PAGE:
The Invisible Man
A Q+A with international baller Ryvon Covile.
by Carron J. Phillips
Most hoops fans aren’t familiar with the name Ryvon Covile, and he knows that. But the forward who plays for JSF Nanterre in Paris is doing what he loves, even though he admits that it is a grind that keeps him away from the states 10-11 months out of the year.
As the NBA Lockout has eclipsed more than 80 days, more role players have been inclined to look at playing overseas as a viable option while superstars like Kobe Bryant are getting wads of cash thrown at them just to show up.
But while players, owners and fans are growing more anxious by each passing day, Covile and other American players are the ones who may be affected by the lockout the most. The opportunity to come back home and play summer league ball is gone, and so is the chance to be brought in for a private workout. Roster spots and contracts that would have gone to them are now up in the air as foreign teams are hoping to save funds and room for someone from the NBA who is “better” than them and can fill up the arena while selling more merchandise.
SLAMonline caught up with Covile as he was finishing training camp for the upcoming season, and was able to get his take on how the NBA Lockout is affecting the entire basketball landscape.
SLAM: Coming out of college (University of Detroit Mercy), was playing ball overseas your only option, or did you pursue other avenues?
Ryvon Covile: My last year at U of D, I finished third in the nation in rebounding (13.7 ppg and 10.6 rpg) during the ’06-07 season. So I got invited to the pre-Draft camp in Orlando and did well too, so I was actually in the Draft in 2007 and had workouts and everything. But I was so far from the NBA radar that guys didn’t know who I was. But I wound up coming over here and played in Spain my first year and stayed over here ever since.
SLAM: Did you ever try to make an NBA team by way of the summer league?
RC: My first year out of school I played with the Cavaliers and then I played with the Pistons’ summer league team the following year. It’s difficult being on a summer league team because the guys who got drafted that year and the year before play in front of you and you’re pretty much playing third or fourth fiddle. So when you do play you have to perform and come in and do well. But as you get older and start to have a family you have to do what’s best for them.
SLAM: With that said, is the NBA Summer League still a good opportunity for guys to get their names out there?
RC: Yeah, any NBA workout is good for you. Whether it’s summer league or something else because it’s giving you the chance to show your face and letting people around the League know that you want it even after years of trying. It’s a good look, but at the same time it can get tough because of all the work you put in.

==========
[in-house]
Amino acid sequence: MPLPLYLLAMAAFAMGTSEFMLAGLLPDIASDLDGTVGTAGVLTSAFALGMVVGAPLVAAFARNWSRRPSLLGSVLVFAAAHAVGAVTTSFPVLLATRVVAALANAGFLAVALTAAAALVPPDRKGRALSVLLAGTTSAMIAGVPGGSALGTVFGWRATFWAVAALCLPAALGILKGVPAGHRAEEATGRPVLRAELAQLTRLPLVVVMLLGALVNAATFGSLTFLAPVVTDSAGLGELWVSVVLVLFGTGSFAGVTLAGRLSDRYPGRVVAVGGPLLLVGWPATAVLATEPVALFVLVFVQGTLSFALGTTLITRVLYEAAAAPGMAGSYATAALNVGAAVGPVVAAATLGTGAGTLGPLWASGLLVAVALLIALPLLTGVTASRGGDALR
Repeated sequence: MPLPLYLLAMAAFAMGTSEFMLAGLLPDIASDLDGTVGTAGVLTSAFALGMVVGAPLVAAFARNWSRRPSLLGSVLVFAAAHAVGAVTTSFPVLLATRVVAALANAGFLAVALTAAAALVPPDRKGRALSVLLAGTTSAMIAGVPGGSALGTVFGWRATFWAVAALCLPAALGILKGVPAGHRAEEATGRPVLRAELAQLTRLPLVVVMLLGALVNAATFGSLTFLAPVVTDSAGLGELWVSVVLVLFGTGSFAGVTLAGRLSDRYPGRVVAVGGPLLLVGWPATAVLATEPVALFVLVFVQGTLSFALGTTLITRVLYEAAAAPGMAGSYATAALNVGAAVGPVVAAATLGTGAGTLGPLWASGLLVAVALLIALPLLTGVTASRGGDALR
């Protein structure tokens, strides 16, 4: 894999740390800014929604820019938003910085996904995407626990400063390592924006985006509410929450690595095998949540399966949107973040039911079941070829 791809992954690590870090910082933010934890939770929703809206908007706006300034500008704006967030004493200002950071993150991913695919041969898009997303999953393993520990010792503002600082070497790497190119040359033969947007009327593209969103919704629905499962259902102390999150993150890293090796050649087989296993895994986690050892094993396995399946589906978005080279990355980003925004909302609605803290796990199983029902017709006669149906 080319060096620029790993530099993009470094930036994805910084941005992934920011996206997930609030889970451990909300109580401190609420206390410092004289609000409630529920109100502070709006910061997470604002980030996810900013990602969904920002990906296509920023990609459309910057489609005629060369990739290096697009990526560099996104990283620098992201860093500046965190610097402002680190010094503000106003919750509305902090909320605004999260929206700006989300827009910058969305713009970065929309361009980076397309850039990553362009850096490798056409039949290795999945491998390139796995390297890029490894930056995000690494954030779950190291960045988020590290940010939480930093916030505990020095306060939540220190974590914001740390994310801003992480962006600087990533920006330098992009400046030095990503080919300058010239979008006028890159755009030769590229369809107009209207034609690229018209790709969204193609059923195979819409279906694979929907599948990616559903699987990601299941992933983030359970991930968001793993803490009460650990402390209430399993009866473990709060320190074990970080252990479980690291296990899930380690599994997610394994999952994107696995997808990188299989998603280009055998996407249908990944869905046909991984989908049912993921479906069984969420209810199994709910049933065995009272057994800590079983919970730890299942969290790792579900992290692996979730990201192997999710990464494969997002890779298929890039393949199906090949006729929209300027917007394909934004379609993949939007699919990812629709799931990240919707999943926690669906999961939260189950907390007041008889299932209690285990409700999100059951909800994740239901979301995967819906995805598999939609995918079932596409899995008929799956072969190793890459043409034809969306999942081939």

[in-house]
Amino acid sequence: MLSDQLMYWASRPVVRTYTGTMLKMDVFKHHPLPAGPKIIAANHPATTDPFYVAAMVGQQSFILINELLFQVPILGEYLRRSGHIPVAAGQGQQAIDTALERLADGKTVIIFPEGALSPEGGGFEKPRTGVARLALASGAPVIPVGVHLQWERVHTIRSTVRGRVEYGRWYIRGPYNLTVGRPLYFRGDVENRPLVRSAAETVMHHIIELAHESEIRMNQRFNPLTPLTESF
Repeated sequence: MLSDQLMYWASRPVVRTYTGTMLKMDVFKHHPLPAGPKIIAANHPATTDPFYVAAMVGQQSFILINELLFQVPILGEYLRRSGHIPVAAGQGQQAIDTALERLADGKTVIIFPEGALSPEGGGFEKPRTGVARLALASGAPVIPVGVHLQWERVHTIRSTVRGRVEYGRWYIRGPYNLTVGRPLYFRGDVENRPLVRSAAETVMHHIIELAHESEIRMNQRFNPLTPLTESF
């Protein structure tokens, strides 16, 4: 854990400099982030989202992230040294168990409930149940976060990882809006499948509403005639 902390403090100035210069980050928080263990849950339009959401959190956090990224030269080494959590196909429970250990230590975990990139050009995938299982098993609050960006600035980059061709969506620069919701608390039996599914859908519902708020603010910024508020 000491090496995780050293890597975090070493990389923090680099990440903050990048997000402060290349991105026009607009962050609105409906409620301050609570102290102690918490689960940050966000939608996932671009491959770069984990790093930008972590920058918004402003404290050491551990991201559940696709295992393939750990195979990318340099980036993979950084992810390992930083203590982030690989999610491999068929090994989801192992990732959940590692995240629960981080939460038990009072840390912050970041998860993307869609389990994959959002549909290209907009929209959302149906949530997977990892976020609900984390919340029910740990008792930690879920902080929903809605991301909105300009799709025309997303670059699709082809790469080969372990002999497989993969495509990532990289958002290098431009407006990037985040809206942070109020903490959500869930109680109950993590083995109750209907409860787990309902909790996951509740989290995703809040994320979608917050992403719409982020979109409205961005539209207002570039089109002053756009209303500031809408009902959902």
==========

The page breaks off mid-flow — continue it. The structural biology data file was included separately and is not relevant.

SLAM: What’s the best/worst part of playing ball overseas?
RC: The best part for some guys is the money because you’re getting paid for doing what you love. But for me it’s the opportunity to travel all over the world. Coming from Detroit I never thought I’d be playing overseas at all, so the chance of playing in all these legendary places like Russia, Italy, Paris, Moscow and Belgium is shocking. I’m living a life that most people would love to have.
The worst part is getting used to everything, like trying to get some ice after practice or a game. The food here can mess you up sometimes, but it’s just about adjusting and adapting to everything because when you’re here, you’re here.
SLAM: How are you and most of the American-born players feeling about members of the NBA coming overseas to play ball because of the lockout?
RC: It’s not like we’re mad, because we know that it’s a job in itself. But at the same time a lot of guys at home are still waiting on jobs. But it’s just kind of messed up that certain guys don’t have jobs at home because they’re just waiting to see what’s going to happen with the NBA. It’s difficult, but at the same time, we all have to deal with it.
SLAM: When your playing days are done, is coming home the No. 1 priority, or could you see yourself staying abroad?
RC: That’s a question mark because you start to think that maybe you could start your own business or coach over here. But right now it’s kind of up for grabs because I’m 27 and still kind of young and have a few more years to make a final decision.